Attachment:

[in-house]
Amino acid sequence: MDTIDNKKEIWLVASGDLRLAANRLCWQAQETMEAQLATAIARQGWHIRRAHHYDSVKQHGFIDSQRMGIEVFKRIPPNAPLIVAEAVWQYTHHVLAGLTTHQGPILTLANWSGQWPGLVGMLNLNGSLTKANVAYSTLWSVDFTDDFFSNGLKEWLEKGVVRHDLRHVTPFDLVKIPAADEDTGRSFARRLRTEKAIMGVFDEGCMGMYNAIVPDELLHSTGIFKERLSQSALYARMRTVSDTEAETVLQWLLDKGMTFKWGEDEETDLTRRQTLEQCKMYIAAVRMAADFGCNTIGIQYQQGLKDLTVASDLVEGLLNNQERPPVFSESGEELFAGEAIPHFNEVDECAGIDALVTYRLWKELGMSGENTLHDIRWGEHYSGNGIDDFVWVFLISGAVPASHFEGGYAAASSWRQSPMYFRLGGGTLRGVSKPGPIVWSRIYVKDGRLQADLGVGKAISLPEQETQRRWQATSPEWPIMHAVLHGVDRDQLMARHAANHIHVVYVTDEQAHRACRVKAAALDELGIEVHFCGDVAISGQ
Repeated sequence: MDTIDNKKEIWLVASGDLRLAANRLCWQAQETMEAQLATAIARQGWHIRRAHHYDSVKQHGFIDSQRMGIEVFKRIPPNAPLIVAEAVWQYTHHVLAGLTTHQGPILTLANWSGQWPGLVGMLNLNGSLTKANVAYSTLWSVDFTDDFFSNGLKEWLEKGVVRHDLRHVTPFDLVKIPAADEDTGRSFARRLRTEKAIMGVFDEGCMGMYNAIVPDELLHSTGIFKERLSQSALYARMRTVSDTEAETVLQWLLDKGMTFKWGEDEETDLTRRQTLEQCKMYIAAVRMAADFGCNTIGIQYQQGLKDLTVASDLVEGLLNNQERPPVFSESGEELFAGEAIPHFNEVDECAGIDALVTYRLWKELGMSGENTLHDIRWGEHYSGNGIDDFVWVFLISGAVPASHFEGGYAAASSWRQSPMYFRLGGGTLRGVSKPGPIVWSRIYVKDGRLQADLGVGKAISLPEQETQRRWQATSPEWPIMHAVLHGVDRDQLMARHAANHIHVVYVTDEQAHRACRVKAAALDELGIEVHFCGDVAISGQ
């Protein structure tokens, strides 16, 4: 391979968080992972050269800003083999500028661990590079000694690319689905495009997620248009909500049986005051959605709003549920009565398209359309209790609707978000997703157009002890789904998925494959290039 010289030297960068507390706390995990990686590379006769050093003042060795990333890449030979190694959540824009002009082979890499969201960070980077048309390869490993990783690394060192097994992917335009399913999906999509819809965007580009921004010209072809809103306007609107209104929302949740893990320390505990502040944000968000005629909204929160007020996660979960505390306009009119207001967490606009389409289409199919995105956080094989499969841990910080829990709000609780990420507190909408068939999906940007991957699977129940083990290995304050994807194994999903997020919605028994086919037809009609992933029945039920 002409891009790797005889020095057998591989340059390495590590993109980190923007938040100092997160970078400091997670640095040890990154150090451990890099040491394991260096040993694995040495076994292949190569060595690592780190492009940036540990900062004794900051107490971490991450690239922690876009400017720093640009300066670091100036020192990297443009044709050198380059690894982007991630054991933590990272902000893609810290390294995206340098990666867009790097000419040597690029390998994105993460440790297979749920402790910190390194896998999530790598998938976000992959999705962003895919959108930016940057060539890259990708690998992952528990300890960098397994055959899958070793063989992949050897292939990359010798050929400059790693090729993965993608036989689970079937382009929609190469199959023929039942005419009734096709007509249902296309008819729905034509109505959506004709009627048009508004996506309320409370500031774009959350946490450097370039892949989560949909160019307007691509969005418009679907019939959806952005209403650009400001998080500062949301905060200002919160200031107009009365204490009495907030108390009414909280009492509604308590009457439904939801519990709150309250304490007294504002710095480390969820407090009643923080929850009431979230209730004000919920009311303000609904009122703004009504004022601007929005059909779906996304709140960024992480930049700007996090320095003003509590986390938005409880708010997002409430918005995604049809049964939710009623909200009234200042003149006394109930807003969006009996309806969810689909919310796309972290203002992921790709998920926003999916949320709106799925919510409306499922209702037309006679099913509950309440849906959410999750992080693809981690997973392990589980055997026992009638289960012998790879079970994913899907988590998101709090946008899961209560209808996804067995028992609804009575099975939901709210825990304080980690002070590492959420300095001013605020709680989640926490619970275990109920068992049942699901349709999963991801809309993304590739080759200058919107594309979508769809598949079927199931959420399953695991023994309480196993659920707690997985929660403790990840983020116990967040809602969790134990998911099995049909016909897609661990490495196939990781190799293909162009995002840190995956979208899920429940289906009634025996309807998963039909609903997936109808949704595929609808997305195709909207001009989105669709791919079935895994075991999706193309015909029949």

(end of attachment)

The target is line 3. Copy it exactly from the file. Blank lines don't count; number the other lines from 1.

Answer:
Repeated sequence: MDTIDNKKEIWLVASGDLRLAANRLCWQAQETMEAQLATAIARQGWHIRRAHHYDSVKQHGFIDSQRMGIEVFKRIPPNAPLIVAEAVWQYTHHVLAGLTTHQGPILTLANWSGQWPGLVGMLNLNGSLTKANVAYSTLWSVDFTDDFFSNGLKEWLEKGVVRHDLRHVTPFDLVKIPAADEDTGRSFARRLRTEKAIMGVFDEGCMGMYNAIVPDELLHSTGIFKERLSQSALYARMRTVSDTEAETVLQWLLDKGMTFKWGEDEETDLTRRQTLEQCKMYIAAVRMAADFGCNTIGIQYQQGLKDLTVASDLVEGLLNNQERPPVFSESGEELFAGEAIPHFNEVDECAGIDALVTYRLWKELGMSGENTLHDIRWGEHYSGNGIDDFVWVFLISGAVPASHFEGGYAAASSWRQSPMYFRLGGGTLRGVSKPGPIVWSRIYVKDGRLQADLGVGKAISLPEQETQRRWQATSPEWPIMHAVLHGVDRDQLMARHAANHIHVVYVTDEQAHRACRVKAAALDELGIEVHFCGDVAISGQ